Short Term - 6pm This Morning Through 6pm Tuesday
Monday a slow increase in the southwesterly flow develops at the surface/aloft bringing further warm air advection to the area with increasing dewpoints. The increasing flow will be in response to a digging long wave trough over the western Great Lakes. During the afternoon ample surface heating of the air mass will destabilize the air mass enough for scattered convection to develop. Temps will reach well into the 80s over most areas and even some lower 90s over southern interior areas of both Maine and New Hampshire. A seabreeze along the coast will help keep things a bit cooler there. Current forecast keeps us below heat advisory level...even in southern New Hampshire.
Scattered convection will continue tomorrow night in the warm...humid airmass ahead of an approaching cold front
Long Term - Tuesday Night Through Sunday
A Strong cold front will cross the region on Tuesday bringing widespread thunderstorms with heavy rain. Behind the front, cooler air will be in place as high pressure dominates through the end of the week. Another low pressure center may bring rain for the end of next weekend.
Tuesday will see a trough of low pressure moving out of Hudson Bay push a surface cold front through the region. Ahead of this front, expect a warm and sticky airmass with dewpoints into the lower 70s and temperatures approaching 90 in the south providing oppressively muggy conditions. The approaching front will initiate convection and cloud cover keeping temperatures from reaching heat advisory criteria. This warm and humid airmass will provide plenty of instability for thunderstorms and widespread storms with heavy rainfall are expected. With Precipitable Water values near 2" and a deep warm rain layer flash flooding will be a concern with these storms and a flash flood watch may be needed.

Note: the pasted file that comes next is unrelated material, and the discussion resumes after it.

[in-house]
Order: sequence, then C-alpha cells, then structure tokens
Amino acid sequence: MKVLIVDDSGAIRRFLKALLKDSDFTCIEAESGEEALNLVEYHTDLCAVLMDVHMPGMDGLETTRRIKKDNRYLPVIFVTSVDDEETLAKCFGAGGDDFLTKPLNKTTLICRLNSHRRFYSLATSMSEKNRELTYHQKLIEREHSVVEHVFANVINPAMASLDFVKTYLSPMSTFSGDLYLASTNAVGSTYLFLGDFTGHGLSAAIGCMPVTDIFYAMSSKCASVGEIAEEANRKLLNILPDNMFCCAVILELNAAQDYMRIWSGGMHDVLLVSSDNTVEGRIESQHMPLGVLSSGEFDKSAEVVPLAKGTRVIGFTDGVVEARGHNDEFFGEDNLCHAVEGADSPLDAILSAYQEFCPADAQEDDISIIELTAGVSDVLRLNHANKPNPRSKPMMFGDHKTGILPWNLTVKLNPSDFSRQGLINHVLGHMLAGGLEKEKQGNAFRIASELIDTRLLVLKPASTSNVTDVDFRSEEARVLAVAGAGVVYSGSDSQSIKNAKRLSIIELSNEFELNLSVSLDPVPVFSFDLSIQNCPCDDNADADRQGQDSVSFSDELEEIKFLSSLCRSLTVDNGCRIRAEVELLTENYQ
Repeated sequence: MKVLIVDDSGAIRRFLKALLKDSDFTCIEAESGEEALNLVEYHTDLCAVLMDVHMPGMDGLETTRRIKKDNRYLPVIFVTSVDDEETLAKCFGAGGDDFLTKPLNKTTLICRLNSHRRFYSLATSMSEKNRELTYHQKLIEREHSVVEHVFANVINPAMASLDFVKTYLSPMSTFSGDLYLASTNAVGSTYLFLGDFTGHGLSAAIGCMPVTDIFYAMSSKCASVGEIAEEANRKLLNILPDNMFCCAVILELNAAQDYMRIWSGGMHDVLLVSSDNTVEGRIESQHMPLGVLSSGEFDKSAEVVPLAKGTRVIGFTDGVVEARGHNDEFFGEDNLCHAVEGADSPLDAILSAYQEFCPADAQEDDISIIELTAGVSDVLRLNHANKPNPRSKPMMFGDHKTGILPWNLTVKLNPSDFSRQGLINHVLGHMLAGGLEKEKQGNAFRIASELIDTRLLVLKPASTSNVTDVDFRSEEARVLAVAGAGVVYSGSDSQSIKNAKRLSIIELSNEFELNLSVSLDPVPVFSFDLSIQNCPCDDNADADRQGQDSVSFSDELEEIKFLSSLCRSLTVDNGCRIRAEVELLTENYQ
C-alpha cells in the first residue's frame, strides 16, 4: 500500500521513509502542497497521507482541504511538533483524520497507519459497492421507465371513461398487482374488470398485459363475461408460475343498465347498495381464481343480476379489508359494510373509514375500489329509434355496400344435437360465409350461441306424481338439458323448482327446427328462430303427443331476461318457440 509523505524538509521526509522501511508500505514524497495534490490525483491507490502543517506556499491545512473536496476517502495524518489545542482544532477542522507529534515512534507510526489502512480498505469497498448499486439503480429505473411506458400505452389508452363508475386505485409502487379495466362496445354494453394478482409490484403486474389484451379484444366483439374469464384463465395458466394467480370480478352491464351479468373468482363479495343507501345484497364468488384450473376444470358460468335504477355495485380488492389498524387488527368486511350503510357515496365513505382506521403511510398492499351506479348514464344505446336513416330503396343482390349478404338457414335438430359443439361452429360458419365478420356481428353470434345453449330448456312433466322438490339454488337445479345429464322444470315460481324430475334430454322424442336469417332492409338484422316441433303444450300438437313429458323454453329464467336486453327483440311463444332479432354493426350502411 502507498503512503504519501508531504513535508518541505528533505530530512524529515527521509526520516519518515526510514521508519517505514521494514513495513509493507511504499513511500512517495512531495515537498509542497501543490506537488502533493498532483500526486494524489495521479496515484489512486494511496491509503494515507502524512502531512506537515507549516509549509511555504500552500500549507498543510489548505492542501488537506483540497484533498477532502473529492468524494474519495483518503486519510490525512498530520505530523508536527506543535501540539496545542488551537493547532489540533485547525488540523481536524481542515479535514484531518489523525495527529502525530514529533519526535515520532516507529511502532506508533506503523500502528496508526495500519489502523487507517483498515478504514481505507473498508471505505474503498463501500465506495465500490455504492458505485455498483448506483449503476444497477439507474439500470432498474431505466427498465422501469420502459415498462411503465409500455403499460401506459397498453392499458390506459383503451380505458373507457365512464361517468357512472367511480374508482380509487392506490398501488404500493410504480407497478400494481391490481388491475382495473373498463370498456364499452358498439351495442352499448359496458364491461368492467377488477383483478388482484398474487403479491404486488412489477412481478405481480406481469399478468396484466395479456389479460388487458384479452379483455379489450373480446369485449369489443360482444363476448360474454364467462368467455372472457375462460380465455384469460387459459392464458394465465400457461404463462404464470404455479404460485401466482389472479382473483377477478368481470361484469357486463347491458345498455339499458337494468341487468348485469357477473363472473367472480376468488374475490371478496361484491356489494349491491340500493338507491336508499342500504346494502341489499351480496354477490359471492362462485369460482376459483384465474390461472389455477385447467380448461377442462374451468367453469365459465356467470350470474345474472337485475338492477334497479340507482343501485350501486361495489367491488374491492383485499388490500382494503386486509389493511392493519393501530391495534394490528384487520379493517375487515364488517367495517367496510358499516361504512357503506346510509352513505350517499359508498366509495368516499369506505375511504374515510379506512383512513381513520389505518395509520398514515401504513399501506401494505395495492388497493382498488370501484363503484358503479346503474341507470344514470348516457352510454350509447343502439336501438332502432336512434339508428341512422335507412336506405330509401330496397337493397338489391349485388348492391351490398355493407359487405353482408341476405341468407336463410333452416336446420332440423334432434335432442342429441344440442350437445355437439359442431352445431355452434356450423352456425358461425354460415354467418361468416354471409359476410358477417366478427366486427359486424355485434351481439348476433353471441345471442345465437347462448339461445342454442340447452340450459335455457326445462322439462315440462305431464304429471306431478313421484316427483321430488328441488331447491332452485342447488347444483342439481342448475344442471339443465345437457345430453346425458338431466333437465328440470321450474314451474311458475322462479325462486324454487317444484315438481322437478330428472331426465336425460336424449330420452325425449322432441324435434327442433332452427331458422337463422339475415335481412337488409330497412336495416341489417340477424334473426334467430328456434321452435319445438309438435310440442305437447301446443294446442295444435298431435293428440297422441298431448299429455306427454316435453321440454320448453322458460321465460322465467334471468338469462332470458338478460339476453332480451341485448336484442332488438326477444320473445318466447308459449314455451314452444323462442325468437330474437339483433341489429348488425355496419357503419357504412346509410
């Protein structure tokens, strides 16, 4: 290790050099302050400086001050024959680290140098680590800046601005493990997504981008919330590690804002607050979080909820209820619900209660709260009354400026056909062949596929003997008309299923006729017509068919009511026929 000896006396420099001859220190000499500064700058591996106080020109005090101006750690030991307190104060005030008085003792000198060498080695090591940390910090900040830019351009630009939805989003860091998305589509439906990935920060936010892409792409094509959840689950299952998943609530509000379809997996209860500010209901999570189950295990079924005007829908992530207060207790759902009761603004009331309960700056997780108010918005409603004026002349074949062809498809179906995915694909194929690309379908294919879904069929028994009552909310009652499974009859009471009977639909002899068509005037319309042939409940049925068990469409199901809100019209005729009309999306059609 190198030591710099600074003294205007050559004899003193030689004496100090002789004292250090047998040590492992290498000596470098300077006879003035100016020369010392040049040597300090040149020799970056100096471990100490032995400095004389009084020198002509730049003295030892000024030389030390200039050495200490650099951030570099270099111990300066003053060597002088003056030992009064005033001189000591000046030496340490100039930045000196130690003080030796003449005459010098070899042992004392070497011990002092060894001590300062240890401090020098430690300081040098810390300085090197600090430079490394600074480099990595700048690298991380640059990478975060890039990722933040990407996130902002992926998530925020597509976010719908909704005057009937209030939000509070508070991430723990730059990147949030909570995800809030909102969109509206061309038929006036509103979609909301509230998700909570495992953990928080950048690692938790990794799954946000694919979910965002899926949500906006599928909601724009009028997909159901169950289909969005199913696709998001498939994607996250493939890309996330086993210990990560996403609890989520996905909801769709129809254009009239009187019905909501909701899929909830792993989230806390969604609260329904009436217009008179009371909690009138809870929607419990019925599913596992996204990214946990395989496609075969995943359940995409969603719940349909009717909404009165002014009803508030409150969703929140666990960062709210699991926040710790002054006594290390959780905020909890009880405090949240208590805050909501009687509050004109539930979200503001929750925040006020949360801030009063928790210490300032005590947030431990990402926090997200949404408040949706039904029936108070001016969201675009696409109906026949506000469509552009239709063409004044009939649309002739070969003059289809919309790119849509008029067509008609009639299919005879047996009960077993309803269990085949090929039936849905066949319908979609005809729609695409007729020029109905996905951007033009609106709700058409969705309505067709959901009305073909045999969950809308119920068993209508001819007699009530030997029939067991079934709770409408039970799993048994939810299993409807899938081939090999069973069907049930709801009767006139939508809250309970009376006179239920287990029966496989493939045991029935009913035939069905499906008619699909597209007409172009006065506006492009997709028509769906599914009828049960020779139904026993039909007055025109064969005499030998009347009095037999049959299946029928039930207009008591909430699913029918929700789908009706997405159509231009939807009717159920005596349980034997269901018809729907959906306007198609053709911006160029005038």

Additionally the upper level jet moving through will be increasing throughout the day providing sufficient shear for more organized storms to form. The warm temperatures will keep hail from being a large threat however damaging winds, and a brief spin up tornado are possible as the line moves through.
Behind the front well see cooler and drier air building in along with high pressure right through the end of the week. On Wednesday the post-frontal northwesterly flow will hold through the day but by Thursday look for a sea breeze developing along the coast. The high pressure and afternoon sea breeze will continue through the end of the week with mostly sunny skies and temperatures in the low 80s.
The next chance for widespread precipitation will be on the weekend when a low pressure system moves up the Ohio river valley into the Northeast.
Short Term /through Monday Night/... Quiet conditions over the waters tonight. Areas of fog can be expected to develop as warmer more humid air moves northward over the cool waters. Late Monday will see somewhat of an increase in the south flow ahead of an approaching cold front.
Long Term: A cold front will cross the waters Tuesday evening bringing brief thunderstorms with gusty winds. High pressure will build in across the waters through the end of the week
Tides / Coastal Flooding
The area continues to be in a astronomically high tide for one more cycle later tonight. With continued near calm conditions leading to almost no wave action we are not expecting any problems with the high tide late tonight
NOAA Gray/Portland ME Office - Watches - Warnings - Advisories
ME...None. NH...None. MARINE...None